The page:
In the summer of 1934, three very different lives converged in North Brookfield, Mass.: song-and-dance man George M. Cohan; Philadelphia Athletics manager Connie Mack; and Martin Bergen, a Boston Beaneater who murdered his family and killed himself 34 years previously.
All three had grown up in or near North Brookfield. Cohan, born in 1878, spent summers in North Brookfield at his grandmother’s house when he wasn’t traveling on the vaudeville circuit with his family. He loved the town. His musical Fifty Miles From Boston was inspired by North Brookfield and includes the song Harrigan.
In 1934, Cohan told a reporter, “I’ve knocked around everywhere, but there’s no place like North Brookfield.”
Cornelius McGillicuddy, better known as Connie Mack, was born Dec. 22, 1862 in East Brookfield, Mass., to a large Irish family. He quit school at 16 to work in a shoe factory and help support his family. He played baseball, or what was then called town ball, any chance he could get.
In 1886 he began his 10-year career as a light-hitting catcher in the National League. Then he went on to manage, and become part owner, of the Philadelphia Athletics for 50 seasons. He won, lost and managed more games than anyone in baseball history, and was inducted into the Baseball Hall of Fame in 1937.
Martin Bergen was also a catcher, and some said he was the best defensive catcher ever to play the game. He was born on a farm in 1871 in North Brookfield.
From 1896 to 1899, he played for the Boston Beaneaters (later the Braves), growing increasingly erratic. Sometimes he would disappear for days. Once he suddenly slapped a teammate without provocation. He claimed people were trying to poison him and he began to walk sideways so he could detect his potential assassins.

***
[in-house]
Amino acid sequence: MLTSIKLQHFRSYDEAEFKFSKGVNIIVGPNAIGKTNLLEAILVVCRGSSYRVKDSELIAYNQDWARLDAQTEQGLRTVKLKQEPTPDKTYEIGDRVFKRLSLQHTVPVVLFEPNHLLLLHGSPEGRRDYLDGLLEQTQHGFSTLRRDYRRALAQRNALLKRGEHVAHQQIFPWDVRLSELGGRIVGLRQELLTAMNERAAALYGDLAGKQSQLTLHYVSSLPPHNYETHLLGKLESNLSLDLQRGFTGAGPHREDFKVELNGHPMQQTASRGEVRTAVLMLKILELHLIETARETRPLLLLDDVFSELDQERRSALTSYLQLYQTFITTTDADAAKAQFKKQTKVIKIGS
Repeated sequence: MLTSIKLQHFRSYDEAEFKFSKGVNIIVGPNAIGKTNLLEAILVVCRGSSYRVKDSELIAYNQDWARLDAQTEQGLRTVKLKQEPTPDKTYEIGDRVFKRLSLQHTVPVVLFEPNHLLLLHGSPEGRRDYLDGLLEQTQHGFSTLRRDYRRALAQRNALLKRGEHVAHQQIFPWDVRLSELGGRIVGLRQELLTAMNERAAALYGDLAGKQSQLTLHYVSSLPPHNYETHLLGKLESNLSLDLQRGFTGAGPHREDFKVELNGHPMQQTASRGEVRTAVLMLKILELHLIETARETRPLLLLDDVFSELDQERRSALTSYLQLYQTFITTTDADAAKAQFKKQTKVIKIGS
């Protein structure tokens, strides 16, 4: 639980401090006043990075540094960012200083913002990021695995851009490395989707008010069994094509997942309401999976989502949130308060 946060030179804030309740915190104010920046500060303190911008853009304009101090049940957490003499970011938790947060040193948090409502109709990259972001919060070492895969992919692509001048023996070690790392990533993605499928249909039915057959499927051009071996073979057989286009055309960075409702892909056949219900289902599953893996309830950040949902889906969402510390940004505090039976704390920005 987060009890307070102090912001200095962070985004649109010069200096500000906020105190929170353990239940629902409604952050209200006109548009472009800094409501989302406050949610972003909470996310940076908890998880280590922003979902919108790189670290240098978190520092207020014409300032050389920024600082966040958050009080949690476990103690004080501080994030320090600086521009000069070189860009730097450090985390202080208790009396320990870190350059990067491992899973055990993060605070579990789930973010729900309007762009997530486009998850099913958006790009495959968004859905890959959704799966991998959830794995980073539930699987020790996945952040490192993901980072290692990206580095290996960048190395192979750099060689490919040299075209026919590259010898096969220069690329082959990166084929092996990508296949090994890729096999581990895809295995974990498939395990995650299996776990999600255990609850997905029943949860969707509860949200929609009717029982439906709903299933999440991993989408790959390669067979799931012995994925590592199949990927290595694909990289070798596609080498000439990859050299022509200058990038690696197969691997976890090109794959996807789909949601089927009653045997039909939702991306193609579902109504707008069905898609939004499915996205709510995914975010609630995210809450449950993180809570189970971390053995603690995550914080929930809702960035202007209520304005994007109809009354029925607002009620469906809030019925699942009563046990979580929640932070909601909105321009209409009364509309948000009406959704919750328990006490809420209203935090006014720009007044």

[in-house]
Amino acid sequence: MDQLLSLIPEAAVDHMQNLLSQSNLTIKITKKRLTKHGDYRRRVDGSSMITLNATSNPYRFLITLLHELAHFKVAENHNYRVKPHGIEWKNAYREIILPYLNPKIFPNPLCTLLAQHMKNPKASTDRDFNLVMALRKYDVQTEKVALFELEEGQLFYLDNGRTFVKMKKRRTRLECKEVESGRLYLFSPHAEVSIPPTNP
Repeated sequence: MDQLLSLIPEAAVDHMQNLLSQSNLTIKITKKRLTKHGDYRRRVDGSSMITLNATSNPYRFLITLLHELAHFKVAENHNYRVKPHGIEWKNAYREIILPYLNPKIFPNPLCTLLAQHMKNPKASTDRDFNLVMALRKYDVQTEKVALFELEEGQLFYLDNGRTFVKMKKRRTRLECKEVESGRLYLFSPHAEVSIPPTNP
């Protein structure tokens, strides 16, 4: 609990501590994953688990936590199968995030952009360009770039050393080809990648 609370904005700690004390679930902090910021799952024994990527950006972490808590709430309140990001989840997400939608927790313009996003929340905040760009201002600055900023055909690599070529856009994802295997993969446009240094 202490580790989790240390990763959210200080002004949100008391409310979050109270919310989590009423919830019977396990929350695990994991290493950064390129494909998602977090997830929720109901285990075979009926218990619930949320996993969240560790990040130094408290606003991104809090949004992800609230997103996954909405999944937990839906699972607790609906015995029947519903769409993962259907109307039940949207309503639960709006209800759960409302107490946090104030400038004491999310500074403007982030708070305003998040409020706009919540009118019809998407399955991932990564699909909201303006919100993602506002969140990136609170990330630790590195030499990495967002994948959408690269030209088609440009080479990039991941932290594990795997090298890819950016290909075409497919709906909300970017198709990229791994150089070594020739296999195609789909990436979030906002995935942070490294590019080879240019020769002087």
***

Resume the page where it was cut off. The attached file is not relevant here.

His teammates mistook his behavior for alcoholism, but Martin Bergen suffered from mental illness.
When his three-year-old son died in the summer of 1899, Martin Bergen complained his teammates kept reminding him of his son’s death. Some of the Beaneaters, on the other hand, said they wouldn’t play the next year if he were still on the team.
On Jan. 19, 1900, Martin took an axe and bludgeoned to death his wife and two small children. He then slashed his own throat so savagely his head was nearly severed. Doctors concluded he had schizophrenia and possibly manic depression.
Cohan and Mack knew Martin Bergen. Mack had played baseball with him. Mack and Cohan had become friends, and in 1934 they helped collect enough money to establish a granite monument to Martin Bergen at his gravesite in St. Joseph Cemetery.
Connie Mack Day
The Brookfield Chamber of Commerce planned July 10, 1934 as a special day to dedicate the monument. George M. Cohan agreed to play master of ceremonies. He asked Connie Mack if his Philadelphia Athletics, on pace for a losing season, would play a top town team, the Armortreds.
Ironically, the day to honor Martin Bergen became Connie Mack Day. The town bedecked itself in patriotic bunting and American flags. The 181st Infantry Band serenaded a crowd of 6,000 with tunes. NBC broadcast the game, with Cohan doing the play-by-play when he wasn’t umpiring or sitting next to Connie Mack, eating hot dogs or signing autographs.
After the Athletics lost 9-5, Connie Mack spoke to the crowd:
I cannot begin to tell you the pleasure it has given me to come back to North Brookfield today. It was 51 years ago on the Fourth of July that I played my last ball game on this common … And I lost that one too. I don’t know if I have set foot on this field since.
Mack had returned to North Brookfield 34 years earlier to attend Martin Bergen’s funeral. Only two others had joined him for the sad ceremony: his brother Bill Bergen and his teammate Billy Hamilton.
The inscription on the monument read, “In memory of Martin Bergen, 1871–1900. Member of the Boston National League Club. Erected in appreciation of his contribution to American’s national game.”
With thanks to Connie Mack: A Life in Baseball By Ted Davis. This story about Martin Bergen was updated in 2020.